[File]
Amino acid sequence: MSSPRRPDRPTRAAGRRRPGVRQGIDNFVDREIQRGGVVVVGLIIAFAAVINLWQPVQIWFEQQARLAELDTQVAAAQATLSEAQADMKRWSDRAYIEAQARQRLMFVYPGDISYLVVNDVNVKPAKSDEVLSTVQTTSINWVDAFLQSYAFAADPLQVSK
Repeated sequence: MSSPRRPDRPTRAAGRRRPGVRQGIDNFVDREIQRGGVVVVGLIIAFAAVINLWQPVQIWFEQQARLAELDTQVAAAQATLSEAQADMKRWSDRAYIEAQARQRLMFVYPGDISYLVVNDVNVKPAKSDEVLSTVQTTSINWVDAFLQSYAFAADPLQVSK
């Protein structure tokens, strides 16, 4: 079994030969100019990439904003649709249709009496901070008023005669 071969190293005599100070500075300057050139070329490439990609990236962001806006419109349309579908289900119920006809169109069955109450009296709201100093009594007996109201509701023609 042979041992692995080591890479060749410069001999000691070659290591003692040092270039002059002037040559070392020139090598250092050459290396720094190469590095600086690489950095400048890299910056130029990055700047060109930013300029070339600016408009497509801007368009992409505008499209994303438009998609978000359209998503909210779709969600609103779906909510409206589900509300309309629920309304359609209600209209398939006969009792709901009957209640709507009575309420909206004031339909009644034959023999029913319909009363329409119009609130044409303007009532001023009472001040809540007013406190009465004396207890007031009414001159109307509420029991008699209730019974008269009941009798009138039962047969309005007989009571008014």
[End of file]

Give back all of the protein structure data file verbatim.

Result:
Amino acid sequence: MSSPRRPDRPTRAAGRRRPGVRQGIDNFVDREIQRGGVVVVGLIIAFAAVINLWQPVQIWFEQQARLAELDTQVAAAQATLSEAQADMKRWSDRAYIEAQARQRLMFVYPGDISYLVVNDVNVKPAKSDEVLSTVQTTSINWVDAFLQSYAFAADPLQVSK
Repeated sequence: MSSPRRPDRPTRAAGRRRPGVRQGIDNFVDREIQRGGVVVVGLIIAFAAVINLWQPVQIWFEQQARLAELDTQVAAAQATLSEAQADMKRWSDRAYIEAQARQRLMFVYPGDISYLVVNDVNVKPAKSDEVLSTVQTTSINWVDAFLQSYAFAADPLQVSK
């Protein structure tokens, strides 16, 4: 079994030969100019990439904003649709249709009496901070008023005669 071969190293005599100070500075300057050139070329490439990609990236962001806006419109349309579908289900119920006809169109069955109450009296709201100093009594007996109201509701023609 042979041992692995080591890479060749410069001999000691070659290591003692040092270039002059002037040559070392020139090598250092050459290396720094190469590095600086690489950095400048890299910056130029990055700047060109930013300029070339600016408009497509801007368009992409505008499209994303438009998609978000359209998503909210779709969600609103779906909510409206589900509300309309629920309304359609209600209209398939006969009792709901009957209640709507009575309420909206004031339909009644034959023999029913319909009363329409119009609130044409303007009532001023009472001040809540007013406190009465004396207890007031009414001159109307509420029991008699209730019974008269009941009798009138039962047969309005007989009571008014």